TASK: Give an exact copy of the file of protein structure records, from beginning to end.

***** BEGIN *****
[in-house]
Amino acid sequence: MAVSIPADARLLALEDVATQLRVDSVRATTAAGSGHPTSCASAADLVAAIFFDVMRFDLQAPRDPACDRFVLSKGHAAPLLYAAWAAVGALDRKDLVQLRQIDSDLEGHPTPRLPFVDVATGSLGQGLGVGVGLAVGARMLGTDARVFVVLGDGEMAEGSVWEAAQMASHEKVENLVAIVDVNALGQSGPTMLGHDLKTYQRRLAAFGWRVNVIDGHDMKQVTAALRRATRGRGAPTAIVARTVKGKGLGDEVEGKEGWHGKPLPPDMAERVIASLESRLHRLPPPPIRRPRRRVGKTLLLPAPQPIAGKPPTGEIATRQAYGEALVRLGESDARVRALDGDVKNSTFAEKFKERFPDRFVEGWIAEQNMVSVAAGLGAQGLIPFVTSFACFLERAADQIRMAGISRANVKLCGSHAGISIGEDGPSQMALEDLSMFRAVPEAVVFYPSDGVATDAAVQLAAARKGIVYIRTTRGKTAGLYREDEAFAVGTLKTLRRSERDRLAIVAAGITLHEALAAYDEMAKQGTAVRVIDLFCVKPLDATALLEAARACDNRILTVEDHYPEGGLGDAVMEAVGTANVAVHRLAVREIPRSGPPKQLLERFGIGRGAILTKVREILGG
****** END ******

[in-house]
Amino acid sequence: MAVSIPADARLLALEDVATQLRVDSVRATTAAGSGHPTSCASAADLVAAIFFDVMRFDLQAPRDPACDRFVLSKGHAAPLLYAAWAAVGALDRKDLVQLRQIDSDLEGHPTPRLPFVDVATGSLGQGLGVGVGLAVGARMLGTDARVFVVLGDGEMAEGSVWEAAQMASHEKVENLVAIVDVNALGQSGPTMLGHDLKTYQRRLAAFGWRVNVIDGHDMKQVTAALRRATRGRGAPTAIVARTVKGKGLGDEVEGKEGWHGKPLPPDMAERVIASLESRLHRLPPPPIRRPRRRVGKTLLLPAPQPIAGKPPTGEIATRQAYGEALVRLGESDARVRALDGDVKNSTFAEKFKERFPDRFVEGWIAEQNMVSVAAGLGAQGLIPFVTSFACFLERAADQIRMAGISRANVKLCGSHAGISIGEDGPSQMALEDLSMFRAVPEAVVFYPSDGVATDAAVQLAAARKGIVYIRTTRGKTAGLYREDEAFAVGTLKTLRRSERDRLAIVAAGITLHEALAAYDEMAKQGTAVRVIDLFCVKPLDATALLEAARACDNRILTVEDHYPEGGLGDAVMEAVGTANVAVHRLAVREIPRSGPPKQLLERFGIGRGAILTKVREILGG